Signs: Avoiding Financial Family Feuds
COLLINS SPENCER, CNN ANCHOR: DOLLAR SIGNS is up next.
to DOLLAR SIGNS, where we help you make the most of your
money. Major changes in the family such as divorce or death
can cause squabbles over money. Some of the big mistakes
that lead to financial feuds: assuming that everyone knows
your wishes, ignoring your children's rivalries, and not
putting your wishes in writing.
your family is immune? What you hear over the next half
hour could change your mind. We have got two financial experts
to help you avoid the pitfalls that lead to clashes over
cash with us today. Jennifer Openshaw is head of the Family
Financial Network in Los Angeles. And Les Kotzer is a wills
and estates lawyer in Toronto, Ontario. He's the author
of "The Family Fight: Planning to Avoid It." And
I want to welcome you both to the show.
KOTZER, WWW.FAMILYFIGHT.COM: My pleasure to be here, Collins.
OPENSHAW, FAMILY FINANCIAL NETWORK: Nice to be here, Collins.
Good. Les, I'm going to start with you. Is fighting over
wills and estates common?
I'll tell you, Collins, my practice is dedicated to saving
families. I don't deal with taxes, my practice is strictly
about saving families. And I'm seeing so much fighting.
It's tragic what I'm seeing, brother against brother, sister
against sister. And my mom once said to me that her greatest
assets were not in her safety deposit box, they were in
her family photo albums, her children, the loved ones. And
we have to bring family back into estate planning. We've
lost that. We're so focused on how much money we're leaving,
the assets. We've got to bring family back, and that's what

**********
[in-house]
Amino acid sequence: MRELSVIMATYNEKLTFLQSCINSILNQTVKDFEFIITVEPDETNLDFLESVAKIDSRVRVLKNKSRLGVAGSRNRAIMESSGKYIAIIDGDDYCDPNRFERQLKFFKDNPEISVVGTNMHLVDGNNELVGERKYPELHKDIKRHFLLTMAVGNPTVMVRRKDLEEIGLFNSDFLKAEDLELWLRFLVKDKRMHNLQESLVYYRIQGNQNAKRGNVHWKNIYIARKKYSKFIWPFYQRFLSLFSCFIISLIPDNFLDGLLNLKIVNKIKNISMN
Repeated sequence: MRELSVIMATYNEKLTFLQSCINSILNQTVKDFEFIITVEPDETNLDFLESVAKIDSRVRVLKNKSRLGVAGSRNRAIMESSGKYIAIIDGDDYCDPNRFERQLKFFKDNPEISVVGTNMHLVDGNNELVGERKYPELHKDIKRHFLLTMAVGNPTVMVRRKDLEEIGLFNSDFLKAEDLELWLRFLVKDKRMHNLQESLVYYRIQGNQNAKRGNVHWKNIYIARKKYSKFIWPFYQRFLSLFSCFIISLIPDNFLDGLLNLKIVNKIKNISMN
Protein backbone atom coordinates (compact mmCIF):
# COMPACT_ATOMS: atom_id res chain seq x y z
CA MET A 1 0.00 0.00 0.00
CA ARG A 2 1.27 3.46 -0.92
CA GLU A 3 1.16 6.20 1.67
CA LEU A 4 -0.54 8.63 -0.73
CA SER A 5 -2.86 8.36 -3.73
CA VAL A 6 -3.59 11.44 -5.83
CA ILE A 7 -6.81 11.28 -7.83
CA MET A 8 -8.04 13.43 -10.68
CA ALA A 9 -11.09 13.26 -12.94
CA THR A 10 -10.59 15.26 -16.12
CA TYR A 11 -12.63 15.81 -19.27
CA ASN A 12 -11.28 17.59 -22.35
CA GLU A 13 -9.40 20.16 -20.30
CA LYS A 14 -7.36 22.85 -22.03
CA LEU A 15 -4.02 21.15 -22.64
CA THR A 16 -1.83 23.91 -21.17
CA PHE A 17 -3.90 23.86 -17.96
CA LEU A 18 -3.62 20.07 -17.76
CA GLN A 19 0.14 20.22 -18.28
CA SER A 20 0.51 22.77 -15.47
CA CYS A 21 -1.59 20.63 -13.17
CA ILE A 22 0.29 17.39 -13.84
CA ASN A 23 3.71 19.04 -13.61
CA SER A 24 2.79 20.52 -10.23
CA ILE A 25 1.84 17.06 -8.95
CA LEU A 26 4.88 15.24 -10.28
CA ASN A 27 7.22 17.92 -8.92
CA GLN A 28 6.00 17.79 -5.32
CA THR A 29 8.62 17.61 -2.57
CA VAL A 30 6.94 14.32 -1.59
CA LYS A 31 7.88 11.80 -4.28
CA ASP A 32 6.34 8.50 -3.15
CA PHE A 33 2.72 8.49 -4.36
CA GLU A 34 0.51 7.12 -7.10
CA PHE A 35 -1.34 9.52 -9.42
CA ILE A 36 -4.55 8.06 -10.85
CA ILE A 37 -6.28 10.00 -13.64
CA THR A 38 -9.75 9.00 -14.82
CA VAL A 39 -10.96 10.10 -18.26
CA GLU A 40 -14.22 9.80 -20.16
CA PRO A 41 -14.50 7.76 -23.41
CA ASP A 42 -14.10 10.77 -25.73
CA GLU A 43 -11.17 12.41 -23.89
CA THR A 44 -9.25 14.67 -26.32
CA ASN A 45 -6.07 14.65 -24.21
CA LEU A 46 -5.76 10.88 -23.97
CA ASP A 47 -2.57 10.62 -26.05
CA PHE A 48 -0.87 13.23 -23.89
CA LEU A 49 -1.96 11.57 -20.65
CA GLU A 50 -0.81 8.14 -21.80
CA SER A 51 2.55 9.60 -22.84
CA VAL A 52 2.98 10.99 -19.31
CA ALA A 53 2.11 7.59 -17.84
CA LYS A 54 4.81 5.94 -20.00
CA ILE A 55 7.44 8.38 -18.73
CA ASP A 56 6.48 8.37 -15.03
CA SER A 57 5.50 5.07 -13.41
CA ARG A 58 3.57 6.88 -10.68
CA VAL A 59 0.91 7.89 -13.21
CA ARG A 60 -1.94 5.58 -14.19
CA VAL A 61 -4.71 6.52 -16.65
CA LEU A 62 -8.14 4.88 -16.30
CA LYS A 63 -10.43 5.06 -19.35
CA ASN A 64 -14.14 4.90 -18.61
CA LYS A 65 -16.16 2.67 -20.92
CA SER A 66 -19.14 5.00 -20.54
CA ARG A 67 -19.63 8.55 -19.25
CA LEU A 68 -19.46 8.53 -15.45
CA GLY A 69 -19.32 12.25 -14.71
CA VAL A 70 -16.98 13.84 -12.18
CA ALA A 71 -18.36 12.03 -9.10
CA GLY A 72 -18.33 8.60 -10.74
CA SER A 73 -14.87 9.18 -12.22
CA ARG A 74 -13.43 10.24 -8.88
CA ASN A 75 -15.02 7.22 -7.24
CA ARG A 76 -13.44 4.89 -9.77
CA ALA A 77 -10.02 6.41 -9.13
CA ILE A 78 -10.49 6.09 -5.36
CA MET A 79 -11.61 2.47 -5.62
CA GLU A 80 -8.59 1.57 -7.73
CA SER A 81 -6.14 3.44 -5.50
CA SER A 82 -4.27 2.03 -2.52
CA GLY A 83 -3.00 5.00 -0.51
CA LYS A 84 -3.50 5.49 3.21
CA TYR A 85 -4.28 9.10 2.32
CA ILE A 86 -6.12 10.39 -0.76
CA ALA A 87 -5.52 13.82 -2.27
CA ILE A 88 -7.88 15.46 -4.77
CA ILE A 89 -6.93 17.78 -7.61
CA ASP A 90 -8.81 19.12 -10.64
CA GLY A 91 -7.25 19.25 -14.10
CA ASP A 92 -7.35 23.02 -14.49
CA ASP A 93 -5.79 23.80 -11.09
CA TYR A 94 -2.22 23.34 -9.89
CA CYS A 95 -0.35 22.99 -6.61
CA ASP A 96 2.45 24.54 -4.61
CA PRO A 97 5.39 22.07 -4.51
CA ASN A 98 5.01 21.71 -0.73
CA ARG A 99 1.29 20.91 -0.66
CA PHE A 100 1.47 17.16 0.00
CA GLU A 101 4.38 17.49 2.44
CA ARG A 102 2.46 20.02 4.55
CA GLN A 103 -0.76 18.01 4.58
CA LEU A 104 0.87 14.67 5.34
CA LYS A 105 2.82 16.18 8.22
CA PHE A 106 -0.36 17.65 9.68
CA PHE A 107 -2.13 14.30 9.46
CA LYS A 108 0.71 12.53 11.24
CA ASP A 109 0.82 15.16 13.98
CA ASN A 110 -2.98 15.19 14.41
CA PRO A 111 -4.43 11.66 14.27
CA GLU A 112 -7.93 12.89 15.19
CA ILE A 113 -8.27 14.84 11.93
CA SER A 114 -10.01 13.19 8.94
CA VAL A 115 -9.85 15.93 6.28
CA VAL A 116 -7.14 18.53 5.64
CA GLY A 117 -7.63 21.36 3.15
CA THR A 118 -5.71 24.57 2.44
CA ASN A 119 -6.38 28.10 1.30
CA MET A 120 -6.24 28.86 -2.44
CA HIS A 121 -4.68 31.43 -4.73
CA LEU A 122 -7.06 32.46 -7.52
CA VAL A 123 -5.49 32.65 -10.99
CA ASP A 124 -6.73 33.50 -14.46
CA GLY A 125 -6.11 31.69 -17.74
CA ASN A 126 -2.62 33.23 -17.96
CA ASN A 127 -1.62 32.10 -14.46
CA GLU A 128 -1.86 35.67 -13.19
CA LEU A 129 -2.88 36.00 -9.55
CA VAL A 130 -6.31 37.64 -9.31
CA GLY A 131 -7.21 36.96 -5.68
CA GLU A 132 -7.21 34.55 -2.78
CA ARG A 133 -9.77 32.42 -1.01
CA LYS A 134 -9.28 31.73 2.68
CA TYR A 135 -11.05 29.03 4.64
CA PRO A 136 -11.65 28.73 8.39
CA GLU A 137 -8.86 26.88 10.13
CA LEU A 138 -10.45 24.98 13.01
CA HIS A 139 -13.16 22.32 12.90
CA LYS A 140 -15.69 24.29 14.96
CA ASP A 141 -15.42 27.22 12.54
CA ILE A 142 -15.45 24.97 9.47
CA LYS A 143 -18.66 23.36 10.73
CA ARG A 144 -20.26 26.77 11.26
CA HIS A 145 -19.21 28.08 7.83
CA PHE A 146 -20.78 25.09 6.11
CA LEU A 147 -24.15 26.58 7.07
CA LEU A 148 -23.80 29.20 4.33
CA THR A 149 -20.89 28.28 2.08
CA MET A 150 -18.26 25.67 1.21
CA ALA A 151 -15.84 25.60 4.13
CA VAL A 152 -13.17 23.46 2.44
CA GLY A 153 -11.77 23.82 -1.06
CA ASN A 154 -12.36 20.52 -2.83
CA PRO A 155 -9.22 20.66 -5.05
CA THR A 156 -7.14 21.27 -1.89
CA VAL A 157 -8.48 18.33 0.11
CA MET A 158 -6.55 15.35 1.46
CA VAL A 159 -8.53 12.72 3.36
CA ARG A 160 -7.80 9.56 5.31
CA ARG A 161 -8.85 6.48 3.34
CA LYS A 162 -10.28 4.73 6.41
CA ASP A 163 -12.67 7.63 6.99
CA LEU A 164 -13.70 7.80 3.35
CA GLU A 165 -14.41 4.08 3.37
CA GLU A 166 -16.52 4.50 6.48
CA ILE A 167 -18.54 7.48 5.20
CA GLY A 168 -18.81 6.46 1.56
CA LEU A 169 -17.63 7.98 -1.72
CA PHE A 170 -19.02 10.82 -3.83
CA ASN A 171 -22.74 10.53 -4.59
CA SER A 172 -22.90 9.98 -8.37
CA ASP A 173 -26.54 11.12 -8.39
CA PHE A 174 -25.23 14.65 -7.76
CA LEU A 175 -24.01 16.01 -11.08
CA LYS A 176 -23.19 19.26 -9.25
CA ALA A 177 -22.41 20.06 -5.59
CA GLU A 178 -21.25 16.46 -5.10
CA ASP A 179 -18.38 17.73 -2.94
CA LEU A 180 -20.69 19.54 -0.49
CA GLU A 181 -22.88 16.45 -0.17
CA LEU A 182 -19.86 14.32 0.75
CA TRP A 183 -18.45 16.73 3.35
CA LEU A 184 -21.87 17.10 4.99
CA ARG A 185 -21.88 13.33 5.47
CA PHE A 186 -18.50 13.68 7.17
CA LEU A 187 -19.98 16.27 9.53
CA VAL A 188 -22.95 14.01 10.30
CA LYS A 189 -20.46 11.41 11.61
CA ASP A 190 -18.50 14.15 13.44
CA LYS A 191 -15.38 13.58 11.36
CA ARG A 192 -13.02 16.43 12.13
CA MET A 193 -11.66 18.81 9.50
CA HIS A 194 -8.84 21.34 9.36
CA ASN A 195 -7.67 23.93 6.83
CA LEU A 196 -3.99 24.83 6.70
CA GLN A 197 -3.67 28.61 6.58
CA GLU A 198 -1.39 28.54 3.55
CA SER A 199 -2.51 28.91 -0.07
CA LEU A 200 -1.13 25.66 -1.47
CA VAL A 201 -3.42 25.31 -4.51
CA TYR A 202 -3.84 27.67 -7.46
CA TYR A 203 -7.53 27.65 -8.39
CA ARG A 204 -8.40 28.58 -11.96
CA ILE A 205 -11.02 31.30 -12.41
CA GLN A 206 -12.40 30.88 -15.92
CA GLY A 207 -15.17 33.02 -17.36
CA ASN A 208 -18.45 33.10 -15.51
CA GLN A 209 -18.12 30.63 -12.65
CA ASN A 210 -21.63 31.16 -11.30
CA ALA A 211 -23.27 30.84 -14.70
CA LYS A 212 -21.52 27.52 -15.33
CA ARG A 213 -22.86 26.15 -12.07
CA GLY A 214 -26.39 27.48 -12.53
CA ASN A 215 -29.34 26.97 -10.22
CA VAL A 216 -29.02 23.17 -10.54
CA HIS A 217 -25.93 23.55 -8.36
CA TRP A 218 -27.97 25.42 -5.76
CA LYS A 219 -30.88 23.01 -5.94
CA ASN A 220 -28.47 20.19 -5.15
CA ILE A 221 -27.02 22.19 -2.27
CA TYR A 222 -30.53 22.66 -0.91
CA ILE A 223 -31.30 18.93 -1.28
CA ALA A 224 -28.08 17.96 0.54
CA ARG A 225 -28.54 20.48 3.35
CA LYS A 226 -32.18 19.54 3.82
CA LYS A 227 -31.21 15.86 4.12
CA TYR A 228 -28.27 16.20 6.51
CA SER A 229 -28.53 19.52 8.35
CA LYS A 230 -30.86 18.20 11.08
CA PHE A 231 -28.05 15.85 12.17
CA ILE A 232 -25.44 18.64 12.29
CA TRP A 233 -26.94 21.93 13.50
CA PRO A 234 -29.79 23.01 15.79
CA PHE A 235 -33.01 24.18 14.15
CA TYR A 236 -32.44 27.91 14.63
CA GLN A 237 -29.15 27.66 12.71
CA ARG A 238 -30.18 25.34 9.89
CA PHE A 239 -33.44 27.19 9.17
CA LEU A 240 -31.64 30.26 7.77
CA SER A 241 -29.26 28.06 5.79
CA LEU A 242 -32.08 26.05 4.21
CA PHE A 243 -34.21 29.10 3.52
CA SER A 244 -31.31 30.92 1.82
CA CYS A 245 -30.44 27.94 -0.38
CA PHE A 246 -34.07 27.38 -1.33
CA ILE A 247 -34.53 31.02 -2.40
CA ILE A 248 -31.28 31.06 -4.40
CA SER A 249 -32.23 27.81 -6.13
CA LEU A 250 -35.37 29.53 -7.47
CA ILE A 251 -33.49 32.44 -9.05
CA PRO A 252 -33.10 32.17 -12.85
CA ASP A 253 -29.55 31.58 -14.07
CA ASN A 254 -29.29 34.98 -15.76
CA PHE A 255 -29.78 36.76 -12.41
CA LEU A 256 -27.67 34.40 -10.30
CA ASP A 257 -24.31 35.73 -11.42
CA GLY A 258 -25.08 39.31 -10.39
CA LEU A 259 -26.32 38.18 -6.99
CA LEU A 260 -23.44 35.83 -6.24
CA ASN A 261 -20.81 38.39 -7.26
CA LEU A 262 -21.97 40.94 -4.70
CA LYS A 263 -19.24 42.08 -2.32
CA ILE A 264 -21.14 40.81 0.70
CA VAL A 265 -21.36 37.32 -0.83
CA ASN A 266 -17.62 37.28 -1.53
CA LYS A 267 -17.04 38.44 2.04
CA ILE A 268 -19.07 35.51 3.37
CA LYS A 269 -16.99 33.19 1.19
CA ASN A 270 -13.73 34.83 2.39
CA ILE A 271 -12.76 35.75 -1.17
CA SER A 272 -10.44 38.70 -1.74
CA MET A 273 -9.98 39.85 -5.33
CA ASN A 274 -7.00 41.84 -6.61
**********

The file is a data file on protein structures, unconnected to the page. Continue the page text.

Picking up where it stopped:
I'm here to talk about today.
Right, and that's very good advice. Jennifer, why is estate
planning so much more important today, especially for women?
Well, Collins, if you look at the trends, women are earning
more, they're bringing more money and more assets into the
family than they used to before. More interestingly though
is that S10 trillion of assets will pass between the World
War II generation to the Baby Boomers. And guess who is
going to be passing that money? By and large, it's going
to be women. And if you look all over again, women tend
to be taking care of the financial issues after the passage
of their husbands. And most men will pass before their wives.
OK. Jennifer and Les, I have an e-mail from a viewer. Let
me read this from Kevin from Anchorage. Kevin says: "I
recently buried my father in California. The woman who was
his caretaker has power of attorney for his living trust.
Can she now control my father's assets after his death?
What rights do I have?" Who wants to take a stab at
Well, generally, a power of attorney passes away when the
person passes away, and then the trustee would look after
the trust. But it's complicated when you get involved in
living trusts. That's all I have to say to people out there.
Be very careful, go to a lawyer, let the lawyer help you
with this. Too many people are winging these things on their
own today and I think people like this have to go to see